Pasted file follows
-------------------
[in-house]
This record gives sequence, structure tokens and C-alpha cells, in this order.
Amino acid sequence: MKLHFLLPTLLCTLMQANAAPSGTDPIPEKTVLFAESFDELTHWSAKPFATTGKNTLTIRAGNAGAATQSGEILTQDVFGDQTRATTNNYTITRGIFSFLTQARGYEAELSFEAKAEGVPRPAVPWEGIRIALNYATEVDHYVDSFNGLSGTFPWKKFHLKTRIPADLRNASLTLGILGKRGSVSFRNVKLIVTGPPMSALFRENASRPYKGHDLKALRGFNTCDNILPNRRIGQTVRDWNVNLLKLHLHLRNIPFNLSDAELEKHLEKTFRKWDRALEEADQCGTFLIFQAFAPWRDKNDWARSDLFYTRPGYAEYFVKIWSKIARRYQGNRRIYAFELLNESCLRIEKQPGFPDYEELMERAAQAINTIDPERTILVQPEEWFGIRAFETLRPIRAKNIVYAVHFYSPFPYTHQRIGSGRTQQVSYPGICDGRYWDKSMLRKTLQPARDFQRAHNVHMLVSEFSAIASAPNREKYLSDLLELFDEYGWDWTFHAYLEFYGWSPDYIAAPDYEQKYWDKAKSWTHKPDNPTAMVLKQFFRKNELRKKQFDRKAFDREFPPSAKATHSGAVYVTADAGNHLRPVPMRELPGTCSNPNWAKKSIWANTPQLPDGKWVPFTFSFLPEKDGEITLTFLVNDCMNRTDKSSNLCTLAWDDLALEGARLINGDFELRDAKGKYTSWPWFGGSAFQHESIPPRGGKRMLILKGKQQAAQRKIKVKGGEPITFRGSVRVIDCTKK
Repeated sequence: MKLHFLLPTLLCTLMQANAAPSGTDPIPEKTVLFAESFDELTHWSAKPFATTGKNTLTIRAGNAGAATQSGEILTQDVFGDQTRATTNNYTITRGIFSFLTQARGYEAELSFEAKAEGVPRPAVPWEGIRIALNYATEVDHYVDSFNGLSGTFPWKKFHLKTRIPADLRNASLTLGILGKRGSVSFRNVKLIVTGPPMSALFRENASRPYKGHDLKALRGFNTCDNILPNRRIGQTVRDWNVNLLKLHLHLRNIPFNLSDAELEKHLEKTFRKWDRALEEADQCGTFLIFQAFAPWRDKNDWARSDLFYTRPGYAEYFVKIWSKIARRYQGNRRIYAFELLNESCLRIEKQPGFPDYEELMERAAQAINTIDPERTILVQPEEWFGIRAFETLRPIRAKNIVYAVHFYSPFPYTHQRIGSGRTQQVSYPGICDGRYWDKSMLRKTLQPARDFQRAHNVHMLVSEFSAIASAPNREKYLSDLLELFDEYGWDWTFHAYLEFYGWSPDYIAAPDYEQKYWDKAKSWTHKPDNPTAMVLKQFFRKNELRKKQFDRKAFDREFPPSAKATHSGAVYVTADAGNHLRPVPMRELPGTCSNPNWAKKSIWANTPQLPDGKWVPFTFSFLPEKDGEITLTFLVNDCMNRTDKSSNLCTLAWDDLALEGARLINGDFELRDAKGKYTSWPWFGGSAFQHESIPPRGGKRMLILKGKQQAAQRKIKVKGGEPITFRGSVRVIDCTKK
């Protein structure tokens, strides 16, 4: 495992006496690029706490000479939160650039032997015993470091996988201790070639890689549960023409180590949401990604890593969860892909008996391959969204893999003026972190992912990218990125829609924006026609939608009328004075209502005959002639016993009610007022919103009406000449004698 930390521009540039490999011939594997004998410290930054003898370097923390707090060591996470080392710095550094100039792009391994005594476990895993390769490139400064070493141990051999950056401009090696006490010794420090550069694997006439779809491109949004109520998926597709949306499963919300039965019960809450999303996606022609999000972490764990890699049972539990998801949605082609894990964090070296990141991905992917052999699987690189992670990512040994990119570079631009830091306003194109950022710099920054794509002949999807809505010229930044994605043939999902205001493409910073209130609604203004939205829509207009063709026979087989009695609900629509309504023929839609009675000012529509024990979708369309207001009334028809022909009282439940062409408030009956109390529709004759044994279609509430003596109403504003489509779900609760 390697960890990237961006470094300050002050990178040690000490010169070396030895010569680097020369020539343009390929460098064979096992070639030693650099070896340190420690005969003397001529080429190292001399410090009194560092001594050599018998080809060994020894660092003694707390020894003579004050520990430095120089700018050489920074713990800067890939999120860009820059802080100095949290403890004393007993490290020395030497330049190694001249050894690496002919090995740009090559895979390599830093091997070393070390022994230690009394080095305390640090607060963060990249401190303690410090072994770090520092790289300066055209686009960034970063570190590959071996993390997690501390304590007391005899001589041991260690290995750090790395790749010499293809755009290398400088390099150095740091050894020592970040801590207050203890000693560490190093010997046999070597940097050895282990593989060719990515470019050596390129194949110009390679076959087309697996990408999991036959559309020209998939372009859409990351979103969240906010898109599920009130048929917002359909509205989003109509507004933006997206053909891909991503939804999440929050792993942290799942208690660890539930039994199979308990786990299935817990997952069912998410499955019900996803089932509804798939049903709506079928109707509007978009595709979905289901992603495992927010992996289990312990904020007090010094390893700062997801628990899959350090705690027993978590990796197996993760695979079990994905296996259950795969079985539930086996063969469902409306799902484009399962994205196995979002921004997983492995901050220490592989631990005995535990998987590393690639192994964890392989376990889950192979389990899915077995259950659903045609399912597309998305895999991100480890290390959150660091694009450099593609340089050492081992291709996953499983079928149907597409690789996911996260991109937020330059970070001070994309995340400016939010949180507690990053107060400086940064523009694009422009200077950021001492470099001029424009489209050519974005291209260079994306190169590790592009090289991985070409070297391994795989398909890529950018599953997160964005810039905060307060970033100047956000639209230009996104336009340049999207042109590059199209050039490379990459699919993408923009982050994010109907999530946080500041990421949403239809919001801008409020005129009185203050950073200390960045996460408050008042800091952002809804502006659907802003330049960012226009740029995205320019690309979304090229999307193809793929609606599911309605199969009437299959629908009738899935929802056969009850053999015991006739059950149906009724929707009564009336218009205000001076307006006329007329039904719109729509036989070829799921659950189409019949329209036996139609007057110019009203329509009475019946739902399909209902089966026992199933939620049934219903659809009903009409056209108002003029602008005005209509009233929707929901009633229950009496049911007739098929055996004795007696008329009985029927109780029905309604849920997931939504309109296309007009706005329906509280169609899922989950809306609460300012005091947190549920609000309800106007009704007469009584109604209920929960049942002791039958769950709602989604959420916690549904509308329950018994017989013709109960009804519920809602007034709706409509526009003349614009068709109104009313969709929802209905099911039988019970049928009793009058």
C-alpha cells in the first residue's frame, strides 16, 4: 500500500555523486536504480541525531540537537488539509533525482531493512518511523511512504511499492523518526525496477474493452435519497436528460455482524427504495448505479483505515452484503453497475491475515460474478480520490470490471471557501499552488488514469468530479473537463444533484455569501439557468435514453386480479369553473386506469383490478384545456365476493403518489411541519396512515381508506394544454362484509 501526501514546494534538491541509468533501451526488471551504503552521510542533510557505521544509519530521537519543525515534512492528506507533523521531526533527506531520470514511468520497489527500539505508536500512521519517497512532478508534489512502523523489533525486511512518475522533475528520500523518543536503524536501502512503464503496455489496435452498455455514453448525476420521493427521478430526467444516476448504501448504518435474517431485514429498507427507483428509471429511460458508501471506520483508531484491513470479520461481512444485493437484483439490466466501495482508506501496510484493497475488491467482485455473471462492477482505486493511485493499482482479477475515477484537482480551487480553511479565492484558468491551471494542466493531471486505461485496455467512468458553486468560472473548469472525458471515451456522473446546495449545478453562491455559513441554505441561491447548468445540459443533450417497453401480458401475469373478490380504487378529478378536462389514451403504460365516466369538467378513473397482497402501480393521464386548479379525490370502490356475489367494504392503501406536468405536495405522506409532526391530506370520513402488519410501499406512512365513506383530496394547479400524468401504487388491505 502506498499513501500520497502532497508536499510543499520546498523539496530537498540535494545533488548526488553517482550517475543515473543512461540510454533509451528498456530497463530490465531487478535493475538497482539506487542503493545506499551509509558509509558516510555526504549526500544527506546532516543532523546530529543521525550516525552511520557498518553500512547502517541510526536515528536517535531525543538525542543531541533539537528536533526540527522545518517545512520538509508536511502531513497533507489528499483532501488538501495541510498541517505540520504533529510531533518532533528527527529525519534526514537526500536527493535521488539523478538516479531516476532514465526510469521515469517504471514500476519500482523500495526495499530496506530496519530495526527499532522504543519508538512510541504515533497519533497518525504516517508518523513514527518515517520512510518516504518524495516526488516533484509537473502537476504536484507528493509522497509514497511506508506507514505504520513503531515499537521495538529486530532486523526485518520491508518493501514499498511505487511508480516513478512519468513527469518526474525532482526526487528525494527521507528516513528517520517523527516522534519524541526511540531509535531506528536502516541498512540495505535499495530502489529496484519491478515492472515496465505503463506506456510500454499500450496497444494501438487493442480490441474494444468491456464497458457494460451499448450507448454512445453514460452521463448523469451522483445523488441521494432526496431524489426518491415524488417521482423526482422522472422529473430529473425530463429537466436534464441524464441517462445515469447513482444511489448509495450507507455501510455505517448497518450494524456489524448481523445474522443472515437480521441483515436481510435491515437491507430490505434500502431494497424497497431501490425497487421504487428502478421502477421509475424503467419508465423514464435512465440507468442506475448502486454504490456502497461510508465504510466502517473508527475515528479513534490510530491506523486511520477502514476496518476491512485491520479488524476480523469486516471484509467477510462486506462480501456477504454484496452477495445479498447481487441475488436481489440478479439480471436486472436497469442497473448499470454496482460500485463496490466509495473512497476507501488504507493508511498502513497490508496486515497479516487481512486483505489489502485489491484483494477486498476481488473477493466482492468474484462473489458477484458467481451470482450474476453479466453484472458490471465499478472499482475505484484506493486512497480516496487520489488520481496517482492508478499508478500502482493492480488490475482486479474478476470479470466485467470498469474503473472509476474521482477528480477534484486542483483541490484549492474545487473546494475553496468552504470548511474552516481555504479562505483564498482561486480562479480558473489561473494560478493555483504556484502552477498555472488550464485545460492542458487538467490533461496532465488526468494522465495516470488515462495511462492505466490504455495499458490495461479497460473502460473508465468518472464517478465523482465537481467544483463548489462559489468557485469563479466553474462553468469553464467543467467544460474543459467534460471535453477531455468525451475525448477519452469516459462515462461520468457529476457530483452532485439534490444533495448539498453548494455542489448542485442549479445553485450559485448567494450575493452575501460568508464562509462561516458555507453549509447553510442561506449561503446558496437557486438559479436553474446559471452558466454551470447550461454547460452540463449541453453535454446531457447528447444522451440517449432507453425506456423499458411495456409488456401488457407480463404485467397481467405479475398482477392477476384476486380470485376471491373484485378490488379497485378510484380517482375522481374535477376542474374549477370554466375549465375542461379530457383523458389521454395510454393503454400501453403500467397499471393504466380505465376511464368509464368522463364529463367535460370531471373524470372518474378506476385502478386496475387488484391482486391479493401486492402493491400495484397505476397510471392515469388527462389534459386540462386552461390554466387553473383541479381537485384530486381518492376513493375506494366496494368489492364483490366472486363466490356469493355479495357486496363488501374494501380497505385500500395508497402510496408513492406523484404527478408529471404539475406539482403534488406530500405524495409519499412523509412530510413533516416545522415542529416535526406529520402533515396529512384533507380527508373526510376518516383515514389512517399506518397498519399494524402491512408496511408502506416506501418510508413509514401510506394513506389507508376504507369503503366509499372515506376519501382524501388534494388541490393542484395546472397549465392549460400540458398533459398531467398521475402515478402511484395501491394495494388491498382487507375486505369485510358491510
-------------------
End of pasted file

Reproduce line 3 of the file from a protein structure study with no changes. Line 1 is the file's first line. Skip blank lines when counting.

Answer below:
Amino acid sequence: MKLHFLLPTLLCTLMQANAAPSGTDPIPEKTVLFAESFDELTHWSAKPFATTGKNTLTIRAGNAGAATQSGEILTQDVFGDQTRATTNNYTITRGIFSFLTQARGYEAELSFEAKAEGVPRPAVPWEGIRIALNYATEVDHYVDSFNGLSGTFPWKKFHLKTRIPADLRNASLTLGILGKRGSVSFRNVKLIVTGPPMSALFRENASRPYKGHDLKALRGFNTCDNILPNRRIGQTVRDWNVNLLKLHLHLRNIPFNLSDAELEKHLEKTFRKWDRALEEADQCGTFLIFQAFAPWRDKNDWARSDLFYTRPGYAEYFVKIWSKIARRYQGNRRIYAFELLNESCLRIEKQPGFPDYEELMERAAQAINTIDPERTILVQPEEWFGIRAFETLRPIRAKNIVYAVHFYSPFPYTHQRIGSGRTQQVSYPGICDGRYWDKSMLRKTLQPARDFQRAHNVHMLVSEFSAIASAPNREKYLSDLLELFDEYGWDWTFHAYLEFYGWSPDYIAAPDYEQKYWDKAKSWTHKPDNPTAMVLKQFFRKNELRKKQFDRKAFDREFPPSAKATHSGAVYVTADAGNHLRPVPMRELPGTCSNPNWAKKSIWANTPQLPDGKWVPFTFSFLPEKDGEITLTFLVNDCMNRTDKSSNLCTLAWDDLALEGARLINGDFELRDAKGKYTSWPWFGGSAFQHESIPPRGGKRMLILKGKQQAAQRKIKVKGGEPITFRGSVRVIDCTKK